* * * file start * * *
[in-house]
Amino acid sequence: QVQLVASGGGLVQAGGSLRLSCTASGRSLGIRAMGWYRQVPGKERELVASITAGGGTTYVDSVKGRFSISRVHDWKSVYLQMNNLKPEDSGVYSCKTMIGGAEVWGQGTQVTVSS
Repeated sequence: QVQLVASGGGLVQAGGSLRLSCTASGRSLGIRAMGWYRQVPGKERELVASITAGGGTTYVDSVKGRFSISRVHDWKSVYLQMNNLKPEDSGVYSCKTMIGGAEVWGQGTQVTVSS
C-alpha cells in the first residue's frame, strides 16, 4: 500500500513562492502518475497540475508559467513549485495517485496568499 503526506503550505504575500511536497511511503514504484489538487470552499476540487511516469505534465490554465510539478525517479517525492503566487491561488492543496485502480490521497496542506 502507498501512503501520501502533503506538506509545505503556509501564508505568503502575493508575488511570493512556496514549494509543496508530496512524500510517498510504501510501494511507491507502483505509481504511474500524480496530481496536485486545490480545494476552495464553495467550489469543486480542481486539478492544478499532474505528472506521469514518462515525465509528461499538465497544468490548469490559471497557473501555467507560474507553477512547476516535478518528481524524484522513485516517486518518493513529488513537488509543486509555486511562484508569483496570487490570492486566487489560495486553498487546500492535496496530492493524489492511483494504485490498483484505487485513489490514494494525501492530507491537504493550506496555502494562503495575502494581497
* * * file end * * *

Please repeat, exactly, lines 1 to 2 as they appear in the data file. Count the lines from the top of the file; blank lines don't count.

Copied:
[in-house]
Amino acid sequence: QVQLVASGGGLVQAGGSLRLSCTASGRSLGIRAMGWYRQVPGKERELVASITAGGGTTYVDSVKGRFSISRVHDWKSVYLQMNNLKPEDSGVYSCKTMIGGAEVWGQGTQVTVSS